My dog ​​is the worst ski partner

She presses against the front door, as if I might forget to take her if she was anywhere but blocking the entrance. On the ride to the trailhead, every time I turn the car’s turn signal, she rises from the backseat, her head a periscope, swiveling to get her bearings. At the trailhead, she gets out of the car, walks through the parking lot, then back up the trail or skintrack, still letting me deploy skis, boots, and a tailgate bag.

In classic dog-ownership fashion, I personified everything about Niva, my 10-year-old border collie. And if she were human, she’d be the most annoying of all skier types, the brother who keeps spitting about where she skied or how crazy she got or found face shots at every turn. All. Slim. Turn. I still choose to ski with her.

Marcus Caston finds a way to share the fun with his pup in the backcountry of Ogden, Utah. Although some people, including the author of this article, Tyler Cohen, argue that dogs generally don’t belong in the backcountry, one way to keep them (and you) safe is to simply put them in your bag. [Photo] Cam McLeod

Let’s put something aside. I don’t generally think dogs belong in the backcountry. I know: Your dog is the best behaved dog and follows voice commands so well that his nickname could be Siri or Alexa. Mine too – he’s a border collie who could probably figure out how to use even the most complex technical bindings. But an animal with a brain the size of a clementine really doesn’t belong in avalanche terrain, where even mature, responsible, and well-trained humans struggle to make smart choices.

Imagine if, in addition to fresh snow disrupting our rational thought processes, opportunities to hunt squirrels, snow freezing our stomachs, and the need to sniff each other’s butts further inhibit our grasping abilities. of decision. The heuristic traps acronym FACETS would require many more letters. And should your first aid kit really include a skin stapler when one of Fifi’s legs is threaded by someone’s edges?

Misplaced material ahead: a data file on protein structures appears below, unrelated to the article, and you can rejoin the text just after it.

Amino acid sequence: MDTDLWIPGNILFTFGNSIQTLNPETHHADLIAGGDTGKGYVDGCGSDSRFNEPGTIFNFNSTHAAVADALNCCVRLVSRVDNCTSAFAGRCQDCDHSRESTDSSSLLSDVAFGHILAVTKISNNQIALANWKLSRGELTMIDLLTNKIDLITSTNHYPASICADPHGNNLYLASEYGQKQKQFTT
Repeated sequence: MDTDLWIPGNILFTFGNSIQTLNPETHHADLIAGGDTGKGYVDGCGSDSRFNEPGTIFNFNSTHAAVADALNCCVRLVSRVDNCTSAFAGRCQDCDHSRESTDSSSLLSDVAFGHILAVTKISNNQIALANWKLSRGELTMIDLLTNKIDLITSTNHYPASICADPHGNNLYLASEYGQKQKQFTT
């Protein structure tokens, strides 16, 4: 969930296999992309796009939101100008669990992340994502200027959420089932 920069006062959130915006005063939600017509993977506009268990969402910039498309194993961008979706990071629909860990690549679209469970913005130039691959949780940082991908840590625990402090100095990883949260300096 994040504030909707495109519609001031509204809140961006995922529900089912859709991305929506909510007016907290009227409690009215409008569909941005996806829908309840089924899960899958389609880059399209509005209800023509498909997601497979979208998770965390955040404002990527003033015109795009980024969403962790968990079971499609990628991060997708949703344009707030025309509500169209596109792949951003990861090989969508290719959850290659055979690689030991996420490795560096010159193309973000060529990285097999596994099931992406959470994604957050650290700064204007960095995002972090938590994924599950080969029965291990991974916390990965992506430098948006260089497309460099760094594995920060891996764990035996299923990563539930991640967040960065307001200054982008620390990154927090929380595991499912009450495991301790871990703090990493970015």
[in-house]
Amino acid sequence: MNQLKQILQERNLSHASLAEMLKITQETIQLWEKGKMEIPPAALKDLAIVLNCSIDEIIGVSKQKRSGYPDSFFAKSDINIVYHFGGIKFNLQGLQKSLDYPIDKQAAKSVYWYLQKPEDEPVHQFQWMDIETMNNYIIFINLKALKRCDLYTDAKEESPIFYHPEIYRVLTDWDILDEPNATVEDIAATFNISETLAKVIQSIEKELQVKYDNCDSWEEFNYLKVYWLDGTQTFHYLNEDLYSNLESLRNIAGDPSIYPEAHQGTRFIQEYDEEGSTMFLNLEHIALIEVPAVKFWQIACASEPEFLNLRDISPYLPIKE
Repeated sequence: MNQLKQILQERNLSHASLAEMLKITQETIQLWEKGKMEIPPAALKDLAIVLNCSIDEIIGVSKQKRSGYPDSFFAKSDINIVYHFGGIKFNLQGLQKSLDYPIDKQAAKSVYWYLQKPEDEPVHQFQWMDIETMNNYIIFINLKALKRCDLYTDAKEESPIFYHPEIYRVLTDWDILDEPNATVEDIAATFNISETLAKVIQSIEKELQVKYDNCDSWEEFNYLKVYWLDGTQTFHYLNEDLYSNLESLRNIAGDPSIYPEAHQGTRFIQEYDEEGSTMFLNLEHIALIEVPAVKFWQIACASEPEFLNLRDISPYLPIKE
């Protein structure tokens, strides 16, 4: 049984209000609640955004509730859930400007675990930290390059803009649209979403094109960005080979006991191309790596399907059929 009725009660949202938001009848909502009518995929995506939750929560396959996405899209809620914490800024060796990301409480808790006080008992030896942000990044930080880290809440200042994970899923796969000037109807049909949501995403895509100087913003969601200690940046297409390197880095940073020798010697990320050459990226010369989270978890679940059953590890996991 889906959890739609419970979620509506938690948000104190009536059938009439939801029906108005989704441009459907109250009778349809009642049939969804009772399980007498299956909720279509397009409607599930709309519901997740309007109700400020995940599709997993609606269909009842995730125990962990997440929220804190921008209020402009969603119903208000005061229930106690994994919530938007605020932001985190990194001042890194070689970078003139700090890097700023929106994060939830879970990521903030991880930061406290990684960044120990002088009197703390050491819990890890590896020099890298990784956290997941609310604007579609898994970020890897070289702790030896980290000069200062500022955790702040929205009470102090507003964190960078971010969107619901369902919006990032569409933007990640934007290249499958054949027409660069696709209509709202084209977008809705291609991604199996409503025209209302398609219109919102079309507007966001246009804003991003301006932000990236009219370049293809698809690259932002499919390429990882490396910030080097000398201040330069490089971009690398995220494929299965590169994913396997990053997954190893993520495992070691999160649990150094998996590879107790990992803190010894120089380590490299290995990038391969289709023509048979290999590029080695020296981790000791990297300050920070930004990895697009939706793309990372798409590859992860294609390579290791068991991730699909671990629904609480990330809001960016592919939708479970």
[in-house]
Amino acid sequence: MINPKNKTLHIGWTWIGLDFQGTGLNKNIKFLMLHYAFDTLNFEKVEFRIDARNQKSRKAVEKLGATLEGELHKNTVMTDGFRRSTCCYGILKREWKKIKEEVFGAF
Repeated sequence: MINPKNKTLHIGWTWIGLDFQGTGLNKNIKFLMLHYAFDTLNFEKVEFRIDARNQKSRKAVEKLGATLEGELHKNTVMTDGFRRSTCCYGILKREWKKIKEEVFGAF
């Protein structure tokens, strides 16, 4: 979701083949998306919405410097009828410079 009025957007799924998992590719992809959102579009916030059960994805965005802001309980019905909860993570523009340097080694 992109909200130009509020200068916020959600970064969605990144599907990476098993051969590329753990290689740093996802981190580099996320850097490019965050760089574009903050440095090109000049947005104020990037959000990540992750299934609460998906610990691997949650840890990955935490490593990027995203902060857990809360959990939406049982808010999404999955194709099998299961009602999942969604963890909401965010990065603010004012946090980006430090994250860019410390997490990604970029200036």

Dog training aside, my overall belief in bringing pets for the trip boils down to this: unless Rex’s presence improves the experience – for everyone else – leave it to the home. Otherwise it’s a dog walk with skis. That’s why, only when it’s early in the morning and few people will be out or when Niva and I both need some fresh air after a long day at/under the desk, we go skiing together, the most often in a clearing just down the road from my house.

But she remains the worst ski partner in the world. On the uphill trail, she always has half a dozen switchbacks in front of her, literally climbing the incline to finish before me. Once there, it immediately rears up to descend, without even stopping to think about the direction we might take to descend. As it descends, its yelps are a constant soundtrack. (I understand, skiing is good, but is it that great?) And after one lap she almost always finished, heading into the approach lane of the car whether I wanted to take another lap or not.

She is impatient, inflexible and unable to communicate anything other than enthusiasm. She walks over your tails, compromises most kickturns, pees in skintrack, and tracks wet lumps of snow melting from her coat all over the ground when we get home. If she was human, I would have broken off the partnership after our first tour.

But here’s the thing: this clementine-sized brain never tries to sleep; it does not pass judgment on less than normal snow; and it doesn’t worry her that by going just a little further or higher, she’ll be too late for dinner or work or that later date. For her, skiing is total immersion in winter, the freedom to roam the woods in the direction she wants, the lightness of throwing herself down the side of a hill to let herself be carried away by the powder snow. It’s pure bliss, every time, every turn.

Maybe someone who sees skiing this way – and only this way – is actually the perfect partner.

This article originally appeared in issue 144. For more, pick up your copy at or subscribe.